Thermoplastic mold maker and molder Sarasota Precision Engineering Inc. has formed a medical group to make surgical devices for use in laproscopic, arthroscopic and endoscopic procedures.
Sarasota Precision Engineering Medical Inc. will operate in the parent company's plant in Sarasota, Fla., where it has built a 1,600-square-foot clean room that currently has two 33-ton Arburg liquid silicone rubber injection molding machines.
We have room to put in three more LSR machines or 10 tabletop micromolding machines, said Doug Mansfield, president and owner, in a July 13 phone interview.
We will add two micromolding machines within the next 90 days and develop parts for customers and then add more as we go on, he said.
Mansfield said the micromolding will be done in the clean room and the thermoplastic molding in portable white rooms, using the 16 injection molding presses, ranging in size from 28-390 tons, that the company currently has in its Sarasota plant. He said two more molding machines will be added soon.
The company, which had $2.3 million in sales in 2009 and has 22 employees, received its ISO 13485 certification July 7 about seven months after it finished building the clean room for medical manufacturing.
Initially, Mansfield expects that medical will generate 10 percent of the company's sales. But in two years, he expects a far different picture.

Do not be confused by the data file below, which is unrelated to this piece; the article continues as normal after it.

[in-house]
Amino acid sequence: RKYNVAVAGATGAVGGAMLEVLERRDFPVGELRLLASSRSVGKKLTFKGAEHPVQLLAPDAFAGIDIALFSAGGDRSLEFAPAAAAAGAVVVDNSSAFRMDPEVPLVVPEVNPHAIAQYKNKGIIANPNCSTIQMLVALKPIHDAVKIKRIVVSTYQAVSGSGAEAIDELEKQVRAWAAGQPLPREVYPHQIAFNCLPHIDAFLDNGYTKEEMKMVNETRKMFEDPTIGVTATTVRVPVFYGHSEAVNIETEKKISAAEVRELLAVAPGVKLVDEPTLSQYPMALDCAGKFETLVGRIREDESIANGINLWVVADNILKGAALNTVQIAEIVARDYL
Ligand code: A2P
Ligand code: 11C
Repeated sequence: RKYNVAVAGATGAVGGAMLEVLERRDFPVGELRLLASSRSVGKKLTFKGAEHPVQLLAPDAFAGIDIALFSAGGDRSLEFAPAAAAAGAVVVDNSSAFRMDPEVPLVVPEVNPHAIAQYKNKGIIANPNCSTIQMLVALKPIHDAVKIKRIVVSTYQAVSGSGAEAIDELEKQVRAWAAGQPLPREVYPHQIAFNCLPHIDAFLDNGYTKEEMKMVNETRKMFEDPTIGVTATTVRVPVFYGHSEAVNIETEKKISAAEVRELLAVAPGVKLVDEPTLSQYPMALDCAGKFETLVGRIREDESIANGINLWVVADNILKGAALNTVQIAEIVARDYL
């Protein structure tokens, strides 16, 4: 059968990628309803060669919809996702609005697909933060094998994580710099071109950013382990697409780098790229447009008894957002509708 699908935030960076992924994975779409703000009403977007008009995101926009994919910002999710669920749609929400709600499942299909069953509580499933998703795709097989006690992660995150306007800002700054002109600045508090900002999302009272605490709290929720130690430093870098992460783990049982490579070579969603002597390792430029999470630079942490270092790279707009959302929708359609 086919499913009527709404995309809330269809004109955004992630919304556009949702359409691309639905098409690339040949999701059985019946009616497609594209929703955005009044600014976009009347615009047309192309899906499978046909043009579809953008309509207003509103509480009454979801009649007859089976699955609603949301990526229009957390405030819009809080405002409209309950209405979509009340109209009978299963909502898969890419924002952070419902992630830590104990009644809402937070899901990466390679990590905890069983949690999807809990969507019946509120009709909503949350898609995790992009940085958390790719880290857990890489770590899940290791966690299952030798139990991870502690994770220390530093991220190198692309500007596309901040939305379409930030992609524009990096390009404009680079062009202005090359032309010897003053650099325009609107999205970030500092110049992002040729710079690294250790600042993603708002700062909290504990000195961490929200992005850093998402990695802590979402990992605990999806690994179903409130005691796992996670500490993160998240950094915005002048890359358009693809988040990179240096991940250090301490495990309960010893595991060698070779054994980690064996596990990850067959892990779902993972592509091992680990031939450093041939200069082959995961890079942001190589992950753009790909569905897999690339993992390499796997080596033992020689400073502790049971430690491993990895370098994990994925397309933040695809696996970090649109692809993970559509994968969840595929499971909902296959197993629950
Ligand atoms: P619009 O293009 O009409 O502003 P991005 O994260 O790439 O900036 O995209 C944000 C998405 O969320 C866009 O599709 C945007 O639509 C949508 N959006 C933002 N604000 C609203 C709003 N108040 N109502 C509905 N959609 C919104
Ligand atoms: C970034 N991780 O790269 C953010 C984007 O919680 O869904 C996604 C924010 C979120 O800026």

Within two years, automotive business will be less than 10 percent of the Sarasota plant's business, with the remainder about equally split between aerospace and medical, he said.
We have room here to grow. We have 4 acres of land, a 33,250-square-foot plant and can build another 35,000-square-foot plant, Mansfield said.
The company has a sister company, Artisan Tool & Die Inc. in Muncie, Ind., that repairs molds and makes engineering changes but does not build molds for the automotive industry. Artisan has been running three shifts five days a week and one-half day Saturday since 2003, but recently added a fourth shift with people working 10-hour shifts Friday to Monday because of the continuing growth in business volume.
Mansfield said the decision to pursue medical opportunities at its Sarasota operation was driven by two factors.
We saw the potential growth in medical and we saw that the growth that we were looking at in other markets [automotive and aerospace] was not what we wanted, he said.
The medical market offers huge opportunities for growth, said Michael Ontiveros, co-founder of SPE Medical, who joined Mansfield's group of companies as a business partner in early 2009 when the company decided to put the pieces in place to have a medical-device business.
Both of us have been in the industry for years and started out as mold makers. As mold builders we saw that if we take it to the next level [manufacturing], we can keep the molds here and build products for our customers rather than ship the molds to someone else to do the manufacturing on processes that we developed, Ontiveros said.
Mansfield added: We are willing to develop, at no expense to the potential customer, molds for converting machined parts to plastic parts.
Mansfield said SPE Medical will have an advantage because it is small and fully integrated.
We are not run by bean counters, and [we] make a decision in 15 minutes, not six months, he said.
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